What You Can and Cannot Teach about Encapsulation

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Chris Yocum recently argued that Perl (5) can be difficult for lazy and undisciplined programmers. I agree; when the default of a language or ecosystem are difficult, laziness wins.

Isn't that an axiom of Perl? Laziness wins, so let the compiler and runtime and libraries do the work so that lazy people will still get their jobs done well?

The question is "What do you encourage?" Which design decisions does your language allow people to make with the least friction? (Leave out the people who distrust arrays and so they use the filesystem to process aggregate data structures, line by line—I've seen this, but not in Perl. These people need more help than language design; this is active malice and hostility toward programming and programmers.)

I come back to the example of Moose because it's a great example. Moose doesn't explicitly say the right way to handle instance variables is through accessors, even though that's probably the best way to handle instance variables. Moose also doesn't explicitly say that the best way to initialize instance variables is through named parameters passed to a constructor, even though that's a great approach. Instead, Moose makes those seem natural and easy such that you must be actively malicious (or be very curious, or have very specific, special needs in your project) to stumble upon a different approach.

Moose doesn't explicitly teach encapsulation is good! I'm not sure how well you can teach that, until the student has experienced the problem of poor encapsulation. Even so, you can teach the student good habits and you can hope that osmosis will drill in the point that encapsulation of instance variables leads to fewer problems.

Compare that to the Perl 5 documentation about how you can bless any type of reference, how you can manipulate data structures, and—oh, look over there at that blessed typeglob in core libraries!

The old Perl 5 way of doing something special when you need something different than default is to cram something else in a C-shaped box to fit the C-shaped prejudice of the core Perl 5 VM. After all, experienced C programmers know that an object is just a struct with an extra pointer hanging off it for method dispatch. (Larry has since resolved not to borrow features from Python wholesale.)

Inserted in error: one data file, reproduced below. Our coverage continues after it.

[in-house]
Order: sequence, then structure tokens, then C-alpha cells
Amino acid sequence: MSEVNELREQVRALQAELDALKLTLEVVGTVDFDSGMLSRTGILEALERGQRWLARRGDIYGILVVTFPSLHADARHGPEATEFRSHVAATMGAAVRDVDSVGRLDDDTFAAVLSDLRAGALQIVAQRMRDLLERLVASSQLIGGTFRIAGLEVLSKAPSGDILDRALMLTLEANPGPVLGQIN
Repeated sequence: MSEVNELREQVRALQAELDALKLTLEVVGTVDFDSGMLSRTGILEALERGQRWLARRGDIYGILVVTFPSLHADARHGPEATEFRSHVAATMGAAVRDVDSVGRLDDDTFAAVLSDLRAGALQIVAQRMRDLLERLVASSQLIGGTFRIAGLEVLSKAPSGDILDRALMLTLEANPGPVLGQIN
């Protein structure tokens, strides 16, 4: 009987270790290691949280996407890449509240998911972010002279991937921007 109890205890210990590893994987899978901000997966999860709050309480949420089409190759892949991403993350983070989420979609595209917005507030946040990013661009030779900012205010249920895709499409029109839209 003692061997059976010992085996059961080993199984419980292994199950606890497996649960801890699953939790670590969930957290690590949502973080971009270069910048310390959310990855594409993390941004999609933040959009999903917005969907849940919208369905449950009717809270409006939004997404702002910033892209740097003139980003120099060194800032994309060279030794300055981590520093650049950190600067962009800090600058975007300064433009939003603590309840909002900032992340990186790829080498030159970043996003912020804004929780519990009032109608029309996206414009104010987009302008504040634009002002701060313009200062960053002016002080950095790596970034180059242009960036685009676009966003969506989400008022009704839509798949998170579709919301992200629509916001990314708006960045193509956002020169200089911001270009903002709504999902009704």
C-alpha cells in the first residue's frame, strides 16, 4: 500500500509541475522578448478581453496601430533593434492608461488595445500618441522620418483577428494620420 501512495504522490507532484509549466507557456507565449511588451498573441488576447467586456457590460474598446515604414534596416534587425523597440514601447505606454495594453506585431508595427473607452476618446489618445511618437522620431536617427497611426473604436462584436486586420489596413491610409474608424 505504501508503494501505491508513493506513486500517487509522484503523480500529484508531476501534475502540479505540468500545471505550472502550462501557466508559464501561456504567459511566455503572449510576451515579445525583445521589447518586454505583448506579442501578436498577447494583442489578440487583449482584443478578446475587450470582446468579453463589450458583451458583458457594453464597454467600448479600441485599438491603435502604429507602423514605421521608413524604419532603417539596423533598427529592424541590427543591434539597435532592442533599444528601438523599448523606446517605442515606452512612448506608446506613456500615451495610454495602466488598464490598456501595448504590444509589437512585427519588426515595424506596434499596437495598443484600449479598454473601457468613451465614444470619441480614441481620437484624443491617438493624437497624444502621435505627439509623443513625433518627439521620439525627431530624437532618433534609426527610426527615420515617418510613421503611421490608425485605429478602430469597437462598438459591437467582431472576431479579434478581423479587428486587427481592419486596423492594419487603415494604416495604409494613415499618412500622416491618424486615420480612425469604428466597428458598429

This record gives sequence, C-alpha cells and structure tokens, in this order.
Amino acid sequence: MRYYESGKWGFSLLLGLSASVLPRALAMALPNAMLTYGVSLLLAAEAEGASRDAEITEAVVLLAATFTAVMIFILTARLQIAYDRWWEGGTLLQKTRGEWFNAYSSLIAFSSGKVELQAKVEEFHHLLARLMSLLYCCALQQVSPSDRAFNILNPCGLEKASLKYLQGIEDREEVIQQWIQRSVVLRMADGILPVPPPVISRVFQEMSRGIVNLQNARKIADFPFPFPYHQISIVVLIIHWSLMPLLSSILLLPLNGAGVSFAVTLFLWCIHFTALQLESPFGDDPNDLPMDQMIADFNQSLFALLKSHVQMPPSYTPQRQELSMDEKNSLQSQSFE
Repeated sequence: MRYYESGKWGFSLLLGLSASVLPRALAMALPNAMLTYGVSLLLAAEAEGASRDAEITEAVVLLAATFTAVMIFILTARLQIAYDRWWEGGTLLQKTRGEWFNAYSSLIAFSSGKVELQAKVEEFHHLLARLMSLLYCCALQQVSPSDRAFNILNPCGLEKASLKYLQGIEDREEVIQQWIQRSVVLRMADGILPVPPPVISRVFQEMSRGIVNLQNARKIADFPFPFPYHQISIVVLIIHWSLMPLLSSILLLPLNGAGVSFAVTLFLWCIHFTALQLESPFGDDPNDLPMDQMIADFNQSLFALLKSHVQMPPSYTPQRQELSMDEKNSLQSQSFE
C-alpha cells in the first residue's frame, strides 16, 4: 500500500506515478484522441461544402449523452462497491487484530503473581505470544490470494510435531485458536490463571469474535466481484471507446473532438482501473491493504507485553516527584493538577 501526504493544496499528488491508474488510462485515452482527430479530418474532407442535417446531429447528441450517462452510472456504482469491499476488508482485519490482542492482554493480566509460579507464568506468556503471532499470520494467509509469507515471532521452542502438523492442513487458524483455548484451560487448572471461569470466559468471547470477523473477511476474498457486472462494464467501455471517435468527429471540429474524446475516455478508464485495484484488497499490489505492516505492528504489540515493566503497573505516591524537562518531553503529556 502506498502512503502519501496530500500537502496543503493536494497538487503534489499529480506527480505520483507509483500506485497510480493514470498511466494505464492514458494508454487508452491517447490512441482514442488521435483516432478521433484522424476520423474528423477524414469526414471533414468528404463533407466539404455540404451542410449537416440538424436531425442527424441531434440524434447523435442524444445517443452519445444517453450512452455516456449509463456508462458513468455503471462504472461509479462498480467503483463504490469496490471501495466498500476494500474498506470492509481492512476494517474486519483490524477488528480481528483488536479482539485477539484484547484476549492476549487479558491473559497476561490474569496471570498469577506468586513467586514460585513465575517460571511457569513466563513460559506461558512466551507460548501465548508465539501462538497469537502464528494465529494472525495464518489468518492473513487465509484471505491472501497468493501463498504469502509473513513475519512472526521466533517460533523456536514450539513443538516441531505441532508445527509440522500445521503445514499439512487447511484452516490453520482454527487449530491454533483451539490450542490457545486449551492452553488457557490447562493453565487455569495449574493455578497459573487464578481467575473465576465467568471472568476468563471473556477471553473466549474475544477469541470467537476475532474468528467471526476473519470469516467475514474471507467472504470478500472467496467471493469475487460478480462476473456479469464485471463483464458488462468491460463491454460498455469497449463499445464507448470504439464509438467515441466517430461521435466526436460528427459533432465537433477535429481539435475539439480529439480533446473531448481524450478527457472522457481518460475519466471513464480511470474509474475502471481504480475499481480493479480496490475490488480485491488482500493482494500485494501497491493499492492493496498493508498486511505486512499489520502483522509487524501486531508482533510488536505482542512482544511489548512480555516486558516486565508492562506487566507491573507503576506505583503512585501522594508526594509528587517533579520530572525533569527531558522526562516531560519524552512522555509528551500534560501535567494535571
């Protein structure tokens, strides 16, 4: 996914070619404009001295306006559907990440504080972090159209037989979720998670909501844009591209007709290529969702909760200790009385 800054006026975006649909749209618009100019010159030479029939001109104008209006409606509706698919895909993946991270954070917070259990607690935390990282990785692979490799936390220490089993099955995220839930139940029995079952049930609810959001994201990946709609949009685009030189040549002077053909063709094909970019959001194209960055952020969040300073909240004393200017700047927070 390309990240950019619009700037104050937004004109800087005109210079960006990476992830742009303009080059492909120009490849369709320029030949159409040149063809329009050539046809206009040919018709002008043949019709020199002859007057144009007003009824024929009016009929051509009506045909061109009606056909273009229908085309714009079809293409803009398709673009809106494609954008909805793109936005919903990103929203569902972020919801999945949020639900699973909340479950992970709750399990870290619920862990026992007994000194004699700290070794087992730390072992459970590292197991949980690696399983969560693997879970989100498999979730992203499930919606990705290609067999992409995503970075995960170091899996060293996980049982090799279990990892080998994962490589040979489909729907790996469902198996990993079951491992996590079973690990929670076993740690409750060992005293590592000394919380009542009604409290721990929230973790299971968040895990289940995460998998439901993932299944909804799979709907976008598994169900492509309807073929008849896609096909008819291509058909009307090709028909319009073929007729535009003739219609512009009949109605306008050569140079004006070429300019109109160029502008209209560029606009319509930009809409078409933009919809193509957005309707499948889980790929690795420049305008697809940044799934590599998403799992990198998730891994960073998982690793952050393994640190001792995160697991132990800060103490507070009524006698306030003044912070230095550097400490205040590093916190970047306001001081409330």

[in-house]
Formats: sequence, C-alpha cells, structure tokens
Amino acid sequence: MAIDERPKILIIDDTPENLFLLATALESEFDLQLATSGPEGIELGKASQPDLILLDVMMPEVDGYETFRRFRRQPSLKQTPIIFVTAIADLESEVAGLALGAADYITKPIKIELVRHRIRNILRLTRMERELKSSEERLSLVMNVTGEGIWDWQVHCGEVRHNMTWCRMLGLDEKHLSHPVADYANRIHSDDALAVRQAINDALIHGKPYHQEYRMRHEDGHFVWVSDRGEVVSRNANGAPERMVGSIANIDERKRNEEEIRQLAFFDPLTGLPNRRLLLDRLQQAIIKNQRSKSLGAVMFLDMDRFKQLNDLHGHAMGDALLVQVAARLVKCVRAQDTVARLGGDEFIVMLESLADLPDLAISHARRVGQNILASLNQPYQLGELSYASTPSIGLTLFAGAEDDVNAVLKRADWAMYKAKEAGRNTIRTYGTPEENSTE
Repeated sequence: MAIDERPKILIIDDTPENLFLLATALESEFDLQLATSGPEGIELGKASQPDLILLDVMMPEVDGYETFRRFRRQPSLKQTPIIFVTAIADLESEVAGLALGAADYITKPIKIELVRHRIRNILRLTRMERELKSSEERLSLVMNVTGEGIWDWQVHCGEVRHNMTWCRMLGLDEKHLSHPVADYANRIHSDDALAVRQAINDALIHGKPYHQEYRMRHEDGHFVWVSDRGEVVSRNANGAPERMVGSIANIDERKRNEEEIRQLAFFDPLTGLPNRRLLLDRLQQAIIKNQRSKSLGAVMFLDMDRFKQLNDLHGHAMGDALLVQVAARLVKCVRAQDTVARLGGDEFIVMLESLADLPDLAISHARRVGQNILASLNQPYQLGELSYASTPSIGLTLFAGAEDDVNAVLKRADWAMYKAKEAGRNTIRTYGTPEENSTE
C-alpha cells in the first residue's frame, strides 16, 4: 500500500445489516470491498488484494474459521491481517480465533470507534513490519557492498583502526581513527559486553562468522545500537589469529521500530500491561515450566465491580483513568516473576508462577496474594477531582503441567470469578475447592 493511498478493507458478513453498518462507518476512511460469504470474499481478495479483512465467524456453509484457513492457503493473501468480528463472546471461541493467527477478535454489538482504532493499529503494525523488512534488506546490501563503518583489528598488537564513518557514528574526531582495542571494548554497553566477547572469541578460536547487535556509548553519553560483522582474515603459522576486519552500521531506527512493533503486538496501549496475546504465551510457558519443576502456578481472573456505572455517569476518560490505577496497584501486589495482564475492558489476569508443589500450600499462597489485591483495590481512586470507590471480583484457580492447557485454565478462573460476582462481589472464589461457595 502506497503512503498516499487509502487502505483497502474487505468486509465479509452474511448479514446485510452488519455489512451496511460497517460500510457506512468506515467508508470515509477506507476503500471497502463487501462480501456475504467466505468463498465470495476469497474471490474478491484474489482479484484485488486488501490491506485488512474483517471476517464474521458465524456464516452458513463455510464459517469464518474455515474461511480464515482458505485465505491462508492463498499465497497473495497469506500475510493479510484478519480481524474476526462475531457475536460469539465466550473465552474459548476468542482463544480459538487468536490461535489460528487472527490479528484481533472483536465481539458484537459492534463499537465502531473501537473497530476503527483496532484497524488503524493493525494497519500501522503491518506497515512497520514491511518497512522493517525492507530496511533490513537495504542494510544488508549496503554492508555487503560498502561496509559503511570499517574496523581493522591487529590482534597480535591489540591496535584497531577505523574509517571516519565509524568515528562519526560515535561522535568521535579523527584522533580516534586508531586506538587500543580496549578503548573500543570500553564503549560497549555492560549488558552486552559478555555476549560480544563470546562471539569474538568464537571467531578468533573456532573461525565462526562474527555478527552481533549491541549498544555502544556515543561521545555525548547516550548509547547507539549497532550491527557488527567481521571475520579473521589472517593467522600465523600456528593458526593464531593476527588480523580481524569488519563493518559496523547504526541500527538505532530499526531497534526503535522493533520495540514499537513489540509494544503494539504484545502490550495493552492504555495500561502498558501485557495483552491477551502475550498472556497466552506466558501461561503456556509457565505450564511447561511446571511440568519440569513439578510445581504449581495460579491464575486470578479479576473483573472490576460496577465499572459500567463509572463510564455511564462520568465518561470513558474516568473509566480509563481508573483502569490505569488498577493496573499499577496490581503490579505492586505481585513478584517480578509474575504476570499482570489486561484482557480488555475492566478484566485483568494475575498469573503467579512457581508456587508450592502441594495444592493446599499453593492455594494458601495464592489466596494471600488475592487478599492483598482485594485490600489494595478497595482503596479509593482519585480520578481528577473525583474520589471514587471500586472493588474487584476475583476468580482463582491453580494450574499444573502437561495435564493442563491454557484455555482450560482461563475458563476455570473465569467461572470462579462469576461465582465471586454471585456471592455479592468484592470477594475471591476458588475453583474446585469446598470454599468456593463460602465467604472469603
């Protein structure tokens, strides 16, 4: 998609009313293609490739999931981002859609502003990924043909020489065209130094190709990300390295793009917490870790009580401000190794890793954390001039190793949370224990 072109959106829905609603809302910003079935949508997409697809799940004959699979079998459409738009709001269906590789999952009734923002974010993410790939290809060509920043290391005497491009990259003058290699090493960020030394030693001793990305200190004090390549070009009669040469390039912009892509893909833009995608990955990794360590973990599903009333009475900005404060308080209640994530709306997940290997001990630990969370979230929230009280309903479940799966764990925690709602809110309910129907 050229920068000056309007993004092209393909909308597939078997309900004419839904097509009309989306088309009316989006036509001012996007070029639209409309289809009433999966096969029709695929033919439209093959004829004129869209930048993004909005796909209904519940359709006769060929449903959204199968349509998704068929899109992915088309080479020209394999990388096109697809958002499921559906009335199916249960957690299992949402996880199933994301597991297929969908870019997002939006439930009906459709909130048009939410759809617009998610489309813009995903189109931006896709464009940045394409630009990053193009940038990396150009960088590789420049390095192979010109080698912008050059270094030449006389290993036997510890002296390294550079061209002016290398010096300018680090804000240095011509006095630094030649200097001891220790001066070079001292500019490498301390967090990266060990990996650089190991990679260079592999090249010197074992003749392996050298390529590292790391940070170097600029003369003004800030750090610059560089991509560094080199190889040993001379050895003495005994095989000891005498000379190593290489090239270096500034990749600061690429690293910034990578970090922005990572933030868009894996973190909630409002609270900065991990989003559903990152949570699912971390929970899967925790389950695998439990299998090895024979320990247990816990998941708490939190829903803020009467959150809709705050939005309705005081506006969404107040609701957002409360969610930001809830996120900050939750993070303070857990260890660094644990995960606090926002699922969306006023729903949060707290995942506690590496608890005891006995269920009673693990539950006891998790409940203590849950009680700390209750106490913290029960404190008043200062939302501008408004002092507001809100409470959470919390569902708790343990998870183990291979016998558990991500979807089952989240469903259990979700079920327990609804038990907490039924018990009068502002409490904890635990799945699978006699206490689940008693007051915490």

(Incidentally, this is why many novice programmers who've just learned Ruby think that Ruby is more flexible than Perl: Perl 5's Perlish API for metaprogramming is horribly ugly because of early and foolish consistencies. Even so, Perl 5 lets you manipulate more things than Ruby does because while ugly is skin deep, its manipulexity is chromosonal.)

The Moose approach is simpler: there's an official metaobject protocol with a very Perlish interface and no distinction between the Perl side and the C side. (You can't teach consistency either, but you can certainly demonstrate its presence and its absence.)

The lesson from all of this is simple: if you want to help the lazy programmers in the middle of the spectrum, make their lives easier by making the right thing so easy to do that their laziness will prevent them from doing the wrong things.

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Another way to say this is that with Moose, the path of least resistance is also the path of best engineering.

With old school Perl 5 OO, the path of least resistance, if there is one, is definitely not also the path of best engineering.

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This page contains a single entry by chromatic published on September 13, 2010 12:02 PM.

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